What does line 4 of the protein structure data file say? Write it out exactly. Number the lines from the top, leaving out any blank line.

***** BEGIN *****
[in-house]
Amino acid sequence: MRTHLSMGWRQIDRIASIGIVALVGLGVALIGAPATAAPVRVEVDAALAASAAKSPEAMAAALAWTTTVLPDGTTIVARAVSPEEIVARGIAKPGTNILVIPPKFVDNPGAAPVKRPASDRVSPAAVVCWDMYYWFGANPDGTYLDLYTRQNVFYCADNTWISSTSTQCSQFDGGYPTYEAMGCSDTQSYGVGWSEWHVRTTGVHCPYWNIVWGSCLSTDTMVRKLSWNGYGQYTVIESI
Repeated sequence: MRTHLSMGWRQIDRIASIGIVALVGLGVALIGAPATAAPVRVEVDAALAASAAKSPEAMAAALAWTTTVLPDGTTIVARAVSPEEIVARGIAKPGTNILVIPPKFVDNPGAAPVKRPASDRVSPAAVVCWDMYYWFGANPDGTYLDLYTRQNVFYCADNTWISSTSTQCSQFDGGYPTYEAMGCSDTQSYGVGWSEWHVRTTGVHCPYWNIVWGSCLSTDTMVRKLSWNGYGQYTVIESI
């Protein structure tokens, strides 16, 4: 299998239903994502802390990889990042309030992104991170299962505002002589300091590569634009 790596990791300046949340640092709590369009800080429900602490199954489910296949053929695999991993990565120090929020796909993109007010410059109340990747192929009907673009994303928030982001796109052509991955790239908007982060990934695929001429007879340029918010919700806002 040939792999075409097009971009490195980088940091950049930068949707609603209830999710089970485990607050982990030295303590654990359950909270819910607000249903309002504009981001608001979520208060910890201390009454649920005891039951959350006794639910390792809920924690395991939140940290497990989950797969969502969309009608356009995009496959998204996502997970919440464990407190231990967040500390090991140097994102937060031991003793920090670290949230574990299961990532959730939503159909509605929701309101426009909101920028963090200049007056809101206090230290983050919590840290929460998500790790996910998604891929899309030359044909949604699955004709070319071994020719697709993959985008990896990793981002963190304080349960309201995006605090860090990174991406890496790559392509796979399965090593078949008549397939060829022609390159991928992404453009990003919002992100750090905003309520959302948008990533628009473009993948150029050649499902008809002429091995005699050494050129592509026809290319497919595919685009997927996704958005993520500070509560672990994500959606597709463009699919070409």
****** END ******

């Protein structure tokens, strides 16, 4: 299998239903994502802390990889990042309030992104991170299962505002002589300091590569634009 790596990791300046949340640092709590369009800080429900602490199954489910296949053929695999991993990565120090929020796909993109007010410059109340990747192929009907673009994303928030982001796109052509991955790239908007982060990934695929001429007879340029918010919700806002 040939792999075409097009971009490195980088940091950049930068949707609603209830999710089970485990607050982990030295303590654990359950909270819910607000249903309002504009981001608001979520208060910890201390009454649920005891039951959350006794639910390792809920924690395991939140940290497990989950797969969502969309009608356009995009496959998204996502997970919440464990407190231990967040500390090991140097994102937060031991003793920090670290949230574990299961990532959730939503159909509605929701309101426009909101920028963090200049007056809101206090230290983050919590840290929460998500790790996910998604891929899309030359044909949604699955004709070319071994020719697709993959985008990896990793981002963190304080349960309201995006605090860090990174991406890496790559392509796979399965090593078949008549397939060829022609390159991928992404453009990003919002992100750090905003309520959302948008990533628009473009993948150029050649499902008809002429091995005699050494050129592509026809290319497919595919685009997927996704958005993520500070509560672990994500959606597709463009699919070409």